Tag Archives: Week 2

Week 2 – Adventure Maps with KLLR

Tonight started off with presentations from Zip World and Rib Ride, giving us more information on how their businesses have grown, how they can work together, and what they are planning for the future. It was really interesting to see how the different companies developed, and to hear about the parallels between two quite different ventures.

After the break I joined team KLLR (a working title, proper team name to follow), who unfortunately had one member missing.

The team were tasked with drawing out a map of North Wales, covering the area from Menai Bridge to Bethesda, to encompass elements of both Rib Ride and Zip World. To put together their ideas the group instead developed a mind map, jotting down different places of interest and attractions in the area. From a critical friend perspective I think something that might need work is simply getting more into the specifics of the task. The team mentioned different lakes in the area by name but only wrote “lakes” on the mind map. Different lakes in the area offer different opportunities – are you talking about a lake by a mountain? Does it have parking? What facilities are nearby? These sort of things need to be taken into consideration.

The teams were then asked to pinpoint ten key areas of interest and apply to them stickers from sheets they’d been given, and to develop a key so that others could understand the map.

A team member mentioned that this felt like it would give them “tunnel vision” as the area had so much to offer and that narrowing the map down to 10 things would simplify it too much. However, it’s important to consider that this is just one task in the project. You need to decide what the most important or relevant features are, to then understand what is most successful and to find areas that need development.

The team began to plot a more traditional map, and started to narrow down what the most significant attractors/attractions were. From this, they are going to meet as a group and develop their digital map, considering what other elements might need to be added, to complement and improve on the existing features.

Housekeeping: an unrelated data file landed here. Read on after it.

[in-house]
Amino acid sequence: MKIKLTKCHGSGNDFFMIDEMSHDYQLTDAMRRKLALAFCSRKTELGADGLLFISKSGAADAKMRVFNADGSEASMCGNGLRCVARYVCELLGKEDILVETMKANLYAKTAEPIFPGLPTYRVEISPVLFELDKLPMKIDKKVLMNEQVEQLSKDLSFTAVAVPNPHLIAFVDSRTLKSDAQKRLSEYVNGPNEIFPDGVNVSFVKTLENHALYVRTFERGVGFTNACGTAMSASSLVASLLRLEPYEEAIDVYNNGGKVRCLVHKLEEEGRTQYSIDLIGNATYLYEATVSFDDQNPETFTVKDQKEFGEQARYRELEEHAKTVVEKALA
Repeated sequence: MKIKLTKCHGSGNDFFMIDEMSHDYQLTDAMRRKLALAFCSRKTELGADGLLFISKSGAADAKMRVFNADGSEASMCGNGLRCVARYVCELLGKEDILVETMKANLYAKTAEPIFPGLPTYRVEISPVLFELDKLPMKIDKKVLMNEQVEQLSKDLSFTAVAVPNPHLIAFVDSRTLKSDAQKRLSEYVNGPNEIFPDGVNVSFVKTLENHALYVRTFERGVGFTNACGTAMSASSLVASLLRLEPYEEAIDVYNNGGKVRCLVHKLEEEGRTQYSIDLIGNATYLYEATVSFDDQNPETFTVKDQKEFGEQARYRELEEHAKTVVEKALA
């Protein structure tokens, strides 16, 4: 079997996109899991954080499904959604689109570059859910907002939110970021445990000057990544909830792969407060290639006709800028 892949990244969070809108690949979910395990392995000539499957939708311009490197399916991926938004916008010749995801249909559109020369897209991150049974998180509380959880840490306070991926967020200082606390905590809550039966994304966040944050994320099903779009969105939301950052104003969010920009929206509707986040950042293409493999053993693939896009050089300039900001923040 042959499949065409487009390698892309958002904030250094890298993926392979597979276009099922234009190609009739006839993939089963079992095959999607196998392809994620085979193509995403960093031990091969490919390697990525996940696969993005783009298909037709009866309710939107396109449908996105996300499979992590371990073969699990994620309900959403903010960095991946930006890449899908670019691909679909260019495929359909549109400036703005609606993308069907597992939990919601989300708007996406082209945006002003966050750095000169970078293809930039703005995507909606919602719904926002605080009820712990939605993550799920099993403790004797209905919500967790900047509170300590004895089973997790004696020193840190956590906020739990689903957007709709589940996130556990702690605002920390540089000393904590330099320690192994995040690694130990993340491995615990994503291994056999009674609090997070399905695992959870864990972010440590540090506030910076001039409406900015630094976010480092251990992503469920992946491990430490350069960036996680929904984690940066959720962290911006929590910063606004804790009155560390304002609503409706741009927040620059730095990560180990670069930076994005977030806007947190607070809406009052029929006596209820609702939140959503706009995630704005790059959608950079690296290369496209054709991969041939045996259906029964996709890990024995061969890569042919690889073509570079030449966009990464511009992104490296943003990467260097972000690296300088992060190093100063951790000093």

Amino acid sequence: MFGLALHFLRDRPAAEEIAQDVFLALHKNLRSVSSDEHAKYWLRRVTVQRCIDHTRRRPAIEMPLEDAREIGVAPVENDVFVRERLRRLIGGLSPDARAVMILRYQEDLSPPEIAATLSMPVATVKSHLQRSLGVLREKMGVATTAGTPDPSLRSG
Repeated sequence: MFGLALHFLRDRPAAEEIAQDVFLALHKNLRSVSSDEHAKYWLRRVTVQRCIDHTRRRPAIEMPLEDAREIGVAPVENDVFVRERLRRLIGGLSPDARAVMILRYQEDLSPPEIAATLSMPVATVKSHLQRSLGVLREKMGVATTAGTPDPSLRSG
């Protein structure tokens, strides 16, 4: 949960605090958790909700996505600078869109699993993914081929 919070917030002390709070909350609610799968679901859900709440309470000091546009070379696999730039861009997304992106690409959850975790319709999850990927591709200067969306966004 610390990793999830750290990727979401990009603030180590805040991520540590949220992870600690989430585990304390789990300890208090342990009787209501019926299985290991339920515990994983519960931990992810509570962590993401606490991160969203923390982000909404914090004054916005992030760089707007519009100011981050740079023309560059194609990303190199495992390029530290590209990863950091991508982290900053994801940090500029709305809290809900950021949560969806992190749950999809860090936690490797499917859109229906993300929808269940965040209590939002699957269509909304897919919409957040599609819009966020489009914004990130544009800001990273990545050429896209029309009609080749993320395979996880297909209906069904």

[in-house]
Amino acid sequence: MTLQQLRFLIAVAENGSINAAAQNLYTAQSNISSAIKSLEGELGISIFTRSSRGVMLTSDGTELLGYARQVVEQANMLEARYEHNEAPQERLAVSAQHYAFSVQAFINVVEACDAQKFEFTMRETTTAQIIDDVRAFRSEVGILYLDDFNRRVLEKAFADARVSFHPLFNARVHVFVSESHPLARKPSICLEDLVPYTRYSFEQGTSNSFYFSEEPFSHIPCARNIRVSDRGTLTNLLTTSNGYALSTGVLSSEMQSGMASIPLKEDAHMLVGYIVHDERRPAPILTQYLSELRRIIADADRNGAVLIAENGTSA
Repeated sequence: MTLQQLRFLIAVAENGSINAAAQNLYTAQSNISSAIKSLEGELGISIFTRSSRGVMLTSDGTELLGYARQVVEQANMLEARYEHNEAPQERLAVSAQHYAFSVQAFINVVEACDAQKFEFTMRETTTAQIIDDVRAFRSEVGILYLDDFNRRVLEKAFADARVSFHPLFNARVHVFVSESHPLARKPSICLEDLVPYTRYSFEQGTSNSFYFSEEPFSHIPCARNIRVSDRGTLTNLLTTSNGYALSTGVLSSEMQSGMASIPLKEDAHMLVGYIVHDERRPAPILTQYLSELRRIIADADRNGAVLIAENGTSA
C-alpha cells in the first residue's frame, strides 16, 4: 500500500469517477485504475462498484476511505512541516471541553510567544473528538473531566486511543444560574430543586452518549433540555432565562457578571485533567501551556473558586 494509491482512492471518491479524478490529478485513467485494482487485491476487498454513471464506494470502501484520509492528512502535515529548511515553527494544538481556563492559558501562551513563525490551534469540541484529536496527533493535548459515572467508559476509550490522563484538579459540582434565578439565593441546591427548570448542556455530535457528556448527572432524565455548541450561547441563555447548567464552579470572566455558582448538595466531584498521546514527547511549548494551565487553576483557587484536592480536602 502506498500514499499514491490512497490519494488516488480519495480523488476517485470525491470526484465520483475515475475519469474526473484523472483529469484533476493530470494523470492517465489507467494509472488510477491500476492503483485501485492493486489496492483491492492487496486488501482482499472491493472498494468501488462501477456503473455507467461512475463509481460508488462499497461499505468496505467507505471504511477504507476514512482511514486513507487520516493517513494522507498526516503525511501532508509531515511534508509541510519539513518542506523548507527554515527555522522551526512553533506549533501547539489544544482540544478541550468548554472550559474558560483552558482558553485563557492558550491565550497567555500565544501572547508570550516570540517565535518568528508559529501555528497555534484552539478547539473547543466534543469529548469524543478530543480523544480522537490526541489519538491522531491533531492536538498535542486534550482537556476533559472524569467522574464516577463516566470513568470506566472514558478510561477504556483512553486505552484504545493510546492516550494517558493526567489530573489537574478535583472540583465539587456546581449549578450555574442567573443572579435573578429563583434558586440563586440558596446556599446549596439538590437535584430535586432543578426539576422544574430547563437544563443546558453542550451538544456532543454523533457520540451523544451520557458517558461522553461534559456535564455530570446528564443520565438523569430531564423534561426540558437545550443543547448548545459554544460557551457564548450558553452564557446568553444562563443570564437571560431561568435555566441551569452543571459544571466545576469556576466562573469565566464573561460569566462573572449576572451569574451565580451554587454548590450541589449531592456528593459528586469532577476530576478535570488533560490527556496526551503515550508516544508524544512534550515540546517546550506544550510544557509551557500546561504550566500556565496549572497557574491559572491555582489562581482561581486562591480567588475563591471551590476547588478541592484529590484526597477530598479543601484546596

Going forward I think it will be critical for the team to focus on the task at hand without getting distracted by the bigger project. Yes, it’s important to keep the end goal in mind, but don’t get bogged down by the big details so that you aren’t able to fine tune the specifics. When you work on your final proposal you need to be able to justify your idea to prove it’s worth, and working on your tasks each week will help you build up to that.

Also, work on that team name…

Week Two with Sales in Wales

This was the second week for us all participating in Enterprise by Design this year, and there was a definite sense that the undergraduate students were happier than last week. Being asked to form a brand new team within half an hour of meeting someone for the first time is daunting for anyone.

But, coming to this session knowing who they’d be working with, the undergraduate population got down to work fairly quickly. Representatives from Zip World and Rib Ride respectively introduced their employers and their background, market power, customer numbers, and future intentions.

Enterprise by Design 2018 is focused on bringing these two companies together in a mutually beneficial way. By bringing undergraduates from five different schools, and in four areas of specialism, this project hopes to bring a breadth of knowledge to bear on the problem given by the companies’ brief.

This week, the students were asked to map out the services, infrastructure, and ‘assets’ of the local area, focusing in particular on the corridor between Menai Bridge and Bethesda; the main hubs for Rib Ride and Zip World, respectively.

I was working with Bethan, Chloe, Tomos, and Xi Xiao (who in week 3 decided upon team Sales in Wales), and I found that they were bogged down by certain things mentioned in the brief as pointers; the geography of the locations and not their quality as assets, in particular.

This isn’t much their fault, as they were all unsure of the area in question and hadn’t much experience in this narrow corridor of Gwynedd that we were discussing. With the help of Google Maps, they were better able to place these assets on their own map.

In future, it might be more beneficial for the group to focus on non-physical importance of assets too. A stronger instinct to search online for a broad overview of something they aren’t sure about may be beneficial, as well.

In terms of the work the group produced in the week leading up to Tuesday’s session, the group had three different (one team member only joined this week) personas that they will be able to merge with this week’s task in order to better identify places where gaps in the North Wales “adventure map” exist and what they might do to solve those gaps.